How My Characters Came to Life in The Forger of Marseille
The characters in my novel The Forger of Marseille danced into my imagination in different ways. Mr. Lieb, a luthier and adoptive father of Sarah, a young Jewish woman in Berlin, was brought back to life from another novel from twenty years ago. I loved him as a sweet, gentle man whose greatest joy was playing the violin, teaching young students, and working in his luthier studio to fulfill his love of creating stringed instruments that vibrated with soul. He’d haunted me for the last twenty years and kept asking me when I’d bring him to the page again. Mr. Lieb had been trained as a luthier by his father and grandfather and they had a spiritual relationship with the forests that provided the trees. I loved him, too, because he was inspired by a violin teacher I met when I was nine years old who changed my life.
César, a Spanish Republican who’d survived the Spanish Civil War, made himself known to me as I stood on the border of France and Spain on a summer day laced with the aromas of dry grasses sprouting on the foothills of the Pyrenees. Around me, the last coastal town in France, Cerbère, glittered in the sunlight. On the other side, the first town over the border in Spain, Port Bou was tucked down by the sea.
The place where I stood overlooking two countries whose history was seared into the earth was located on edges—the boundaries between countries. Things happen on edges, and much had happened where I stood. I believe that the earth contains memories of what has transpired and I was standing in a place where the past was reflected in memorials and monuments before me. They showed pictures of the flight, the Retirada, refugees escaping Franco’s forces.
César whispered that he had been on that road, that he had lived that history. He told me that I needed him in the book I hadn’t committed to yet, and that I should write it. He said what he’d lived through was important and that Sarah, my Jewish protagonist from Berlin, needed him. Well, when a character starts whispering in your ear, what can you do but take his advice. Write the book! Put him in it!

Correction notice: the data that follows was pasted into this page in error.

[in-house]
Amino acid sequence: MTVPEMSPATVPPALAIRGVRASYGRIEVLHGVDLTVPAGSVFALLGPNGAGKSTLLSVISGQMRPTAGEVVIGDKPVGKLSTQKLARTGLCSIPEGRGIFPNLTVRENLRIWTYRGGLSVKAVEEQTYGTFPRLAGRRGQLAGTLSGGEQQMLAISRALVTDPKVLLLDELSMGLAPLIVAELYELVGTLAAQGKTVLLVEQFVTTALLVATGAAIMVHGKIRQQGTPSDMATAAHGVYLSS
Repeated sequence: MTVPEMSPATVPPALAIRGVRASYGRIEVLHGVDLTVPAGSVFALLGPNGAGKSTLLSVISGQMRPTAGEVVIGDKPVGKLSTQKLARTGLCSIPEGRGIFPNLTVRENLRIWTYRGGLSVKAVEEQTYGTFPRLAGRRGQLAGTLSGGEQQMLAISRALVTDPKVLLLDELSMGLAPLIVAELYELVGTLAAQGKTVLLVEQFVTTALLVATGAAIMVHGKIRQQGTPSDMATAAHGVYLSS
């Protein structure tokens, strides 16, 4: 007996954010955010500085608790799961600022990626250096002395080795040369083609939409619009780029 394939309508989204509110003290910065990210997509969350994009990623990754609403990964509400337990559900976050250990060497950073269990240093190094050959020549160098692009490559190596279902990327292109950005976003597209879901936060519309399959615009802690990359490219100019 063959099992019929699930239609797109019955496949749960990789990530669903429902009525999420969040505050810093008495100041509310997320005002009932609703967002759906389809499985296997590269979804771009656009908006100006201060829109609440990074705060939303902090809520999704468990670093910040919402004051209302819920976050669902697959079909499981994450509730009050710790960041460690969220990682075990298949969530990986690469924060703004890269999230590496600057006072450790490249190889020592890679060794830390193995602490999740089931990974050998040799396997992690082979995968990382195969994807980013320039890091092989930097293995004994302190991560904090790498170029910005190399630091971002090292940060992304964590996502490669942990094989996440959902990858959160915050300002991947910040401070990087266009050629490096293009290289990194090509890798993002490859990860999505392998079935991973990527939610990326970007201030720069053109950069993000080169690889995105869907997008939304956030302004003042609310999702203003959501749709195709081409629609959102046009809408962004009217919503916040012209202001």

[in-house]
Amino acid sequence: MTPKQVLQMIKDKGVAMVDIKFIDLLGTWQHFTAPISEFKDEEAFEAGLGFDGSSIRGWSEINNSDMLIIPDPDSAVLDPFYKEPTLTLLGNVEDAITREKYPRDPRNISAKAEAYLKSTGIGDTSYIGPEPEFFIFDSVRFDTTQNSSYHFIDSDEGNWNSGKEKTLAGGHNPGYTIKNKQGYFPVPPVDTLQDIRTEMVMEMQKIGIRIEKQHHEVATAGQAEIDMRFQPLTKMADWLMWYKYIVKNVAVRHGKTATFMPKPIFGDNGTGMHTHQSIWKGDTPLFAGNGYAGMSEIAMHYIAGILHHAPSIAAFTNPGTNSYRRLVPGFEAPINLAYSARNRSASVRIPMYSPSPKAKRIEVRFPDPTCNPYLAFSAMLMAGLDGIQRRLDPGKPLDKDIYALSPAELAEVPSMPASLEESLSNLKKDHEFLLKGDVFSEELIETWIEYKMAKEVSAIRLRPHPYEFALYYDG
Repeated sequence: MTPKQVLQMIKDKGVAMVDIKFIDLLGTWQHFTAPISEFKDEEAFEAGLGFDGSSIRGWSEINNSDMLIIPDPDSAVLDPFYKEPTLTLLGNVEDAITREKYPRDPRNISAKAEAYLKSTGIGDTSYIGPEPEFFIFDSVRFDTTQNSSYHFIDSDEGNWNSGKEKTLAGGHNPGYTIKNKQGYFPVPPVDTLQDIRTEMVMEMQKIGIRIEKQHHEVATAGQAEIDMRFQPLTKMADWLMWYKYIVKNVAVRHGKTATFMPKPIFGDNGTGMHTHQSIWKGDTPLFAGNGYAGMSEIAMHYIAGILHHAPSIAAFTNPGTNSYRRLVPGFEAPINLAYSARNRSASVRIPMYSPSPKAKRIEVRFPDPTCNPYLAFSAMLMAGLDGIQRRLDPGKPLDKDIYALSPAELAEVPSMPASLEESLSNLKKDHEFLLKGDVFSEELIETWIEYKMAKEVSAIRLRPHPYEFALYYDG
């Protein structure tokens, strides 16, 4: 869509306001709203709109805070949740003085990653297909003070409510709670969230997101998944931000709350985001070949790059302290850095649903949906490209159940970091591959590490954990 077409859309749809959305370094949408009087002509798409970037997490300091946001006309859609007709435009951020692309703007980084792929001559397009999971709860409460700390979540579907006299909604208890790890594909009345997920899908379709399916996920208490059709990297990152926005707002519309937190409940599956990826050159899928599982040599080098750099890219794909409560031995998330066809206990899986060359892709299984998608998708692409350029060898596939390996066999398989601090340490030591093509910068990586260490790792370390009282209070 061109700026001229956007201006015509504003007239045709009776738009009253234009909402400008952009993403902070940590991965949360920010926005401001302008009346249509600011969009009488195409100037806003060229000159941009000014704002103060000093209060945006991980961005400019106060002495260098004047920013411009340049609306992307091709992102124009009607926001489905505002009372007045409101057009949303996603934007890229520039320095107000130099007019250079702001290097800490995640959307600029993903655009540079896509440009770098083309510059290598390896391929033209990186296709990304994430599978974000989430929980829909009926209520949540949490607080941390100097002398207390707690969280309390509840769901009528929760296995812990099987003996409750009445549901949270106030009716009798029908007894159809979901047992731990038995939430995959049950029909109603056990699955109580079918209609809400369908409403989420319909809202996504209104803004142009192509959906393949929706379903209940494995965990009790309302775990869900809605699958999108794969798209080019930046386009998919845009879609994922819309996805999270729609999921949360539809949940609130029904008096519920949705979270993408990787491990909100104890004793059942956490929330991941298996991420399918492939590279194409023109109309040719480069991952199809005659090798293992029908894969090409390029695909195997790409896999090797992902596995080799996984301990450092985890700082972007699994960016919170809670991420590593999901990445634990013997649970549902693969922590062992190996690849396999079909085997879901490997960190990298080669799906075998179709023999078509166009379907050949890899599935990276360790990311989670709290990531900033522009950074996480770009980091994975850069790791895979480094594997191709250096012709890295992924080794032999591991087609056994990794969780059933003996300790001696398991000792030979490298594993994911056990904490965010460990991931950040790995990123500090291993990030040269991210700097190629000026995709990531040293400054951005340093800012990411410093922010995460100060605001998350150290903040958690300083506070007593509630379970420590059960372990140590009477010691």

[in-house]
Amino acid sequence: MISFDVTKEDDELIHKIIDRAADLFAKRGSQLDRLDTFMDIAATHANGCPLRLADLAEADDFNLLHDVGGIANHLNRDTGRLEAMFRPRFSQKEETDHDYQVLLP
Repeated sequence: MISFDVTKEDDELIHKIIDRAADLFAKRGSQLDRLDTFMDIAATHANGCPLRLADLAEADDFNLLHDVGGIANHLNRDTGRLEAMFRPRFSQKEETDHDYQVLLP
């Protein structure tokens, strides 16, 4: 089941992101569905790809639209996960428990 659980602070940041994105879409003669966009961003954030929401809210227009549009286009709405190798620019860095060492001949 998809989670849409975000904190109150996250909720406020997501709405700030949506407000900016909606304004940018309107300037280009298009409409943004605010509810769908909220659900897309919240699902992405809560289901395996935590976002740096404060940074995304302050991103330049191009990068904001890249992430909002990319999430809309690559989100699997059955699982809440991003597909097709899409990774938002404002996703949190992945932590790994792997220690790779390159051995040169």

Arriving in Paris during the Sudetenland crisis, Sarah soon discovers that France is not the safe haven she’d imagined, but she was relieved to no longer be a Jew in Nazi Germany. At first Paris charms her, and she makes friends and laps up hot chocolate at Café Angelina. She meets César and through him she learns about the real dangers in the war about to descend on Europe.
The “real life” heroes who inspired my interest in France 1940 were at the forefront of my mind as I read a few hundred books and combed through memoirs of the era that offer specific details that history books don’t. I was transported into the real life and death struggles of Varian Fry and Donald Caskie, men who saved lives in France at the risk of their own.
Varian Fry came from America dedicated to save refugees destined for death under the armistice agreement called “Surrender on Demand.” That meant if the Germans wanted to arrest the refugees who’d sought safety in France, Vichy had to comply. Hundreds of thousands of anti-Nazi artists, writers, politicians, musicians were trapped due to the swift fall of France. Fry’s memoir lists the names of those he tried, and sometimes failed, to save. He talks about political people, including President Roosevelt, who did nothing to save the lives of refugees. His memoir Surrender on Demand is a heartbreaking rendering of what he lived through, and how it changed him forever.
Donald Caskie, a Scottish pastor who escaped Paris as the Germans marched in, made his way to Marseille. In his memoir The Tartan Pimpernel, he says that God guided him to stay in France and try to help. In Marseille, he set up an illegal mission to save the British soldiers who escaped into Vichy France, despite the red posters of nooses and a warning that death would come to anyone helping to save them. As France was falling, he’d been offered a ticket on the last ship to leave France, but he refused, hearing God speak to him, telling him that he had work to do in France. In The Tartan Pimpernel, you can almost hear his Scottish burr coming through the pages.
My novel the Forger of Marseille was forged, you might say, from the spirits and dedication of real people. My fictional characters served to bring the reader into the story of true history, into the bodies and minds of characters who dedicated themselves to the task of saving refugees—just as real people did during that era. In Marseille at that time roamed Nazis, the Gestapo, and the Vichy police, all of whom were dedicated to serve Hitler and the collaborationist government under Phillippe Petain. It was a time of darkness, when a few people tried to shine light and offer compassion, empathy, and courage to save people in danger. In my writing, I stuck to what really happened and followed specific historical moments so readers could feel into the era and empathize with the courage of both the fictional and real people who made a difference. Who took a stand for democratic principles. And made history.